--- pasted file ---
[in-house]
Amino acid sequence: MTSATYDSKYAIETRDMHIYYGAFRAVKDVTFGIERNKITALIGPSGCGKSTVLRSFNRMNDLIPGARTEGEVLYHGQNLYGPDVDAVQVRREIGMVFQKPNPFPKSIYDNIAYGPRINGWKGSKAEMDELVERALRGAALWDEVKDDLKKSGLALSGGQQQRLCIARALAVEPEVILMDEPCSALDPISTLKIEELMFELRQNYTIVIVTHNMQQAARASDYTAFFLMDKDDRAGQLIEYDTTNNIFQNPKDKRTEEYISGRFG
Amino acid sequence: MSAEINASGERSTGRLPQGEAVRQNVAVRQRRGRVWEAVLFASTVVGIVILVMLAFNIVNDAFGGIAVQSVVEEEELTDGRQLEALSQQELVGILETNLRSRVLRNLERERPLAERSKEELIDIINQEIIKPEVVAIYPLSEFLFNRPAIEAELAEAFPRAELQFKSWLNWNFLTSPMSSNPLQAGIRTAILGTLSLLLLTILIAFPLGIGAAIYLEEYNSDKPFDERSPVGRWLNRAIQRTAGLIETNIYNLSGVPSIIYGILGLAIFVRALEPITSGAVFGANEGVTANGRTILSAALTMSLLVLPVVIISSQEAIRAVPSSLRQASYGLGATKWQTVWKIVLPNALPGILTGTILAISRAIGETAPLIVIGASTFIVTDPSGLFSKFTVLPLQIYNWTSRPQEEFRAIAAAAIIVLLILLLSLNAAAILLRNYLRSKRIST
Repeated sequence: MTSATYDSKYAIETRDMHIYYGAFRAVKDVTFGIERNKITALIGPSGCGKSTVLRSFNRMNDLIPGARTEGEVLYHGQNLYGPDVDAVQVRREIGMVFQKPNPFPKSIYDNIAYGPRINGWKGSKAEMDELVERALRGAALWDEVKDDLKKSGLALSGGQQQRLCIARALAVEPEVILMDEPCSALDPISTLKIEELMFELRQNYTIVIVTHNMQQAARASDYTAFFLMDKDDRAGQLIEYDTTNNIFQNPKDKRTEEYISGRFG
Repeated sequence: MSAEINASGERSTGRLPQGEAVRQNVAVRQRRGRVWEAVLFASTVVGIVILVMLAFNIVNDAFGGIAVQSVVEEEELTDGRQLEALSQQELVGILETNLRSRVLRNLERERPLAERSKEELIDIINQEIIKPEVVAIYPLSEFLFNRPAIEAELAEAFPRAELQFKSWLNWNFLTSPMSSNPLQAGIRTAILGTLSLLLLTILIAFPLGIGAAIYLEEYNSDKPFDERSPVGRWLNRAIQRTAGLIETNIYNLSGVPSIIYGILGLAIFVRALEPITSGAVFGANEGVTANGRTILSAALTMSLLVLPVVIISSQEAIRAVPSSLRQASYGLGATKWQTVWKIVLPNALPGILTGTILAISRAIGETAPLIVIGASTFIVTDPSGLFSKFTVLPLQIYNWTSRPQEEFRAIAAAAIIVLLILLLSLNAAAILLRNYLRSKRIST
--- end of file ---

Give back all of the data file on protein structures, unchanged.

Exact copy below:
[in-house]
Amino acid sequence: MTSATYDSKYAIETRDMHIYYGAFRAVKDVTFGIERNKITALIGPSGCGKSTVLRSFNRMNDLIPGARTEGEVLYHGQNLYGPDVDAVQVRREIGMVFQKPNPFPKSIYDNIAYGPRINGWKGSKAEMDELVERALRGAALWDEVKDDLKKSGLALSGGQQQRLCIARALAVEPEVILMDEPCSALDPISTLKIEELMFELRQNYTIVIVTHNMQQAARASDYTAFFLMDKDDRAGQLIEYDTTNNIFQNPKDKRTEEYISGRFG
Amino acid sequence: MSAEINASGERSTGRLPQGEAVRQNVAVRQRRGRVWEAVLFASTVVGIVILVMLAFNIVNDAFGGIAVQSVVEEEELTDGRQLEALSQQELVGILETNLRSRVLRNLERERPLAERSKEELIDIINQEIIKPEVVAIYPLSEFLFNRPAIEAELAEAFPRAELQFKSWLNWNFLTSPMSSNPLQAGIRTAILGTLSLLLLTILIAFPLGIGAAIYLEEYNSDKPFDERSPVGRWLNRAIQRTAGLIETNIYNLSGVPSIIYGILGLAIFVRALEPITSGAVFGANEGVTANGRTILSAALTMSLLVLPVVIISSQEAIRAVPSSLRQASYGLGATKWQTVWKIVLPNALPGILTGTILAISRAIGETAPLIVIGASTFIVTDPSGLFSKFTVLPLQIYNWTSRPQEEFRAIAAAAIIVLLILLLSLNAAAILLRNYLRSKRIST
Repeated sequence: MTSATYDSKYAIETRDMHIYYGAFRAVKDVTFGIERNKITALIGPSGCGKSTVLRSFNRMNDLIPGARTEGEVLYHGQNLYGPDVDAVQVRREIGMVFQKPNPFPKSIYDNIAYGPRINGWKGSKAEMDELVERALRGAALWDEVKDDLKKSGLALSGGQQQRLCIARALAVEPEVILMDEPCSALDPISTLKIEELMFELRQNYTIVIVTHNMQQAARASDYTAFFLMDKDDRAGQLIEYDTTNNIFQNPKDKRTEEYISGRFG
Repeated sequence: MSAEINASGERSTGRLPQGEAVRQNVAVRQRRGRVWEAVLFASTVVGIVILVMLAFNIVNDAFGGIAVQSVVEEEELTDGRQLEALSQQELVGILETNLRSRVLRNLERERPLAERSKEELIDIINQEIIKPEVVAIYPLSEFLFNRPAIEAELAEAFPRAELQFKSWLNWNFLTSPMSSNPLQAGIRTAILGTLSLLLLTILIAFPLGIGAAIYLEEYNSDKPFDERSPVGRWLNRAIQRTAGLIETNIYNLSGVPSIIYGILGLAIFVRALEPITSGAVFGANEGVTANGRTILSAALTMSLLVLPVVIISSQEAIRAVPSSLRQASYGLGATKWQTVWKIVLPNALPGILTGTILAISRAIGETAPLIVIGASTFIVTDPSGLFSKFTVLPLQIYNWTSRPQEEFRAIAAAAIIVLLILLLSLNAAAILLRNYLRSKRIST